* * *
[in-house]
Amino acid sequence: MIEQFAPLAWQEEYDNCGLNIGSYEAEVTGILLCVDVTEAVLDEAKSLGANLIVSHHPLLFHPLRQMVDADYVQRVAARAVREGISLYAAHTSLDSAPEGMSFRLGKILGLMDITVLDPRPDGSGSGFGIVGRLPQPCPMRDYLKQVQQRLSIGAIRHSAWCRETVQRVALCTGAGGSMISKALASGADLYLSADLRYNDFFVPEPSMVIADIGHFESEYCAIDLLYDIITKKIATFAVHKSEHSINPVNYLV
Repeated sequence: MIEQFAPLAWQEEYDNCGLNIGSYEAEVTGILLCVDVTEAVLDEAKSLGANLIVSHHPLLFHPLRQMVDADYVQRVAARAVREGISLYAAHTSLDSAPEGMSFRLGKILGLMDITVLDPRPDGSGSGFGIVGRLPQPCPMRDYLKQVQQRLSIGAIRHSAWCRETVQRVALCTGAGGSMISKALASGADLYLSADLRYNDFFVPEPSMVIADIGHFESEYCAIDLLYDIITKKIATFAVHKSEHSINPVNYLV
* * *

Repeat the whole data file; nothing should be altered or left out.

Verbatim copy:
[in-house]
Amino acid sequence: MIEQFAPLAWQEEYDNCGLNIGSYEAEVTGILLCVDVTEAVLDEAKSLGANLIVSHHPLLFHPLRQMVDADYVQRVAARAVREGISLYAAHTSLDSAPEGMSFRLGKILGLMDITVLDPRPDGSGSGFGIVGRLPQPCPMRDYLKQVQQRLSIGAIRHSAWCRETVQRVALCTGAGGSMISKALASGADLYLSADLRYNDFFVPEPSMVIADIGHFESEYCAIDLLYDIITKKIATFAVHKSEHSINPVNYLV
Repeated sequence: MIEQFAPLAWQEEYDNCGLNIGSYEAEVTGILLCVDVTEAVLDEAKSLGANLIVSHHPLLFHPLRQMVDADYVQRVAARAVREGISLYAAHTSLDSAPEGMSFRLGKILGLMDITVLDPRPDGSGSGFGIVGRLPQPCPMRDYLKQVQQRLSIGAIRHSAWCRETVQRVALCTGAGGSMISKALASGADLYLSADLRYNDFFVPEPSMVIADIGHFESEYCAIDLLYDIITKKIATFAVHKSEHSINPVNYLV